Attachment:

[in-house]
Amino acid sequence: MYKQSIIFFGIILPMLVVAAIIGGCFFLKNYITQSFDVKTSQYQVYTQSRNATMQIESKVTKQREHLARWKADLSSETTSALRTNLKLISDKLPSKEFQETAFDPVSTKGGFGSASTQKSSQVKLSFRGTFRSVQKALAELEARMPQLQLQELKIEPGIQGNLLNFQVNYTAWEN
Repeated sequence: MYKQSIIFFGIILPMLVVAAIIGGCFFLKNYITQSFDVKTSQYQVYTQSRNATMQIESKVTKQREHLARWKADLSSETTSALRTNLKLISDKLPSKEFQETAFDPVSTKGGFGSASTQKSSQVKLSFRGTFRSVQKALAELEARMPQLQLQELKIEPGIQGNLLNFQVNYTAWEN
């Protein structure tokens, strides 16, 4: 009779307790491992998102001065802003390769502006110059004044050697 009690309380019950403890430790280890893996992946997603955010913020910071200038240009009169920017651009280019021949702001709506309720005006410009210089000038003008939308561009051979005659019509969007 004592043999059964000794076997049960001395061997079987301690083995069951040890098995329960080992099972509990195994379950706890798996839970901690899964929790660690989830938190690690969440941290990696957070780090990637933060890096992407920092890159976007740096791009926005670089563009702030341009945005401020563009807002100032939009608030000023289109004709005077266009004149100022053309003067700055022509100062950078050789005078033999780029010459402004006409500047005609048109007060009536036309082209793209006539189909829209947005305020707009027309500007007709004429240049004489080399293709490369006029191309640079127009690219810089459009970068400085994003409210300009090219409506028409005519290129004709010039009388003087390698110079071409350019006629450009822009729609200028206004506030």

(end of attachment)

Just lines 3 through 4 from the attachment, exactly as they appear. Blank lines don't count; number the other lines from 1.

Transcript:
Repeated sequence: MYKQSIIFFGIILPMLVVAAIIGGCFFLKNYITQSFDVKTSQYQVYTQSRNATMQIESKVTKQREHLARWKADLSSETTSALRTNLKLISDKLPSKEFQETAFDPVSTKGGFGSASTQKSSQVKLSFRGTFRSVQKALAELEARMPQLQLQELKIEPGIQGNLLNFQVNYTAWEN
């Protein structure tokens, strides 16, 4: 009779307790491992998102001065802003390769502006110059004044050697 009690309380019950403890430790280890893996992946997603955010913020910071200038240009009169920017651009280019021949702001709506309720005006410009210089000038003008939308561009051979005659019509969007 004592043999059964000794076997049960001395061997079987301690083995069951040890098995329960080992099972509990195994379950706890798996839970901690899964929790660690989830938190690690969440941290990696957070780090990637933060890096992407920092890159976007740096791009926005670089563009702030341009945005401020563009807002100032939009608030000023289109004709005077266009004149100022053309003067700055022509100062950078050789005078033999780029010459402004006409500047005609048109007060009536036309082209793209006539189909829209947005305020707009027309500007007709004429240049004489080399293709490369006029191309640079127009690219810089459009970068400085994003409210300009090219409506028409005519290129004709010039009388003087390698110079071409350019006629450009822009729609200028206004506030």